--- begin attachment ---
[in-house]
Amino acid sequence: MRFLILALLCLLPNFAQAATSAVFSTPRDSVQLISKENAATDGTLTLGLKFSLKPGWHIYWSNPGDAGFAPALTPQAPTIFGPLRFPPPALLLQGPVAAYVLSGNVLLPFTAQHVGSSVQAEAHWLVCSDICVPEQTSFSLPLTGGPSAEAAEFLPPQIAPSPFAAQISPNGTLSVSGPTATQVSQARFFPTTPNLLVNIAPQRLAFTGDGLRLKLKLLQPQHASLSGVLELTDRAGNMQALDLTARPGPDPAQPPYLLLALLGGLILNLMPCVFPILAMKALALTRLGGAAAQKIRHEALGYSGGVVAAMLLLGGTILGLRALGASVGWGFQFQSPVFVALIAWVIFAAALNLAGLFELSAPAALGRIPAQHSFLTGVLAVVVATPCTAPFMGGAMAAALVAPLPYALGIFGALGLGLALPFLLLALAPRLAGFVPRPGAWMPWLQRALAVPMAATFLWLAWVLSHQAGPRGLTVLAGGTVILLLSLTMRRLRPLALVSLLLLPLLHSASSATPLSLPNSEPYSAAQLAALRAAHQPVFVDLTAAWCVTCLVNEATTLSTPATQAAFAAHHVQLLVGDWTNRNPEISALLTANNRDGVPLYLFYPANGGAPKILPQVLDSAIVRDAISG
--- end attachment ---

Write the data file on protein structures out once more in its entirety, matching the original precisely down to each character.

[in-house]
Amino acid sequence: MRFLILALLCLLPNFAQAATSAVFSTPRDSVQLISKENAATDGTLTLGLKFSLKPGWHIYWSNPGDAGFAPALTPQAPTIFGPLRFPPPALLLQGPVAAYVLSGNVLLPFTAQHVGSSVQAEAHWLVCSDICVPEQTSFSLPLTGGPSAEAAEFLPPQIAPSPFAAQISPNGTLSVSGPTATQVSQARFFPTTPNLLVNIAPQRLAFTGDGLRLKLKLLQPQHASLSGVLELTDRAGNMQALDLTARPGPDPAQPPYLLLALLGGLILNLMPCVFPILAMKALALTRLGGAAAQKIRHEALGYSGGVVAAMLLLGGTILGLRALGASVGWGFQFQSPVFVALIAWVIFAAALNLAGLFELSAPAALGRIPAQHSFLTGVLAVVVATPCTAPFMGGAMAAALVAPLPYALGIFGALGLGLALPFLLLALAPRLAGFVPRPGAWMPWLQRALAVPMAATFLWLAWVLSHQAGPRGLTVLAGGTVILLLSLTMRRLRPLALVSLLLLPLLHSASSATPLSLPNSEPYSAAQLAALRAAHQPVFVDLTAAWCVTCLVNEATTLSTPATQAAFAAHHVQLLVGDWTNRNPEISALLTANNRDGVPLYLFYPANGGAPKILPQVLDSAIVRDAISG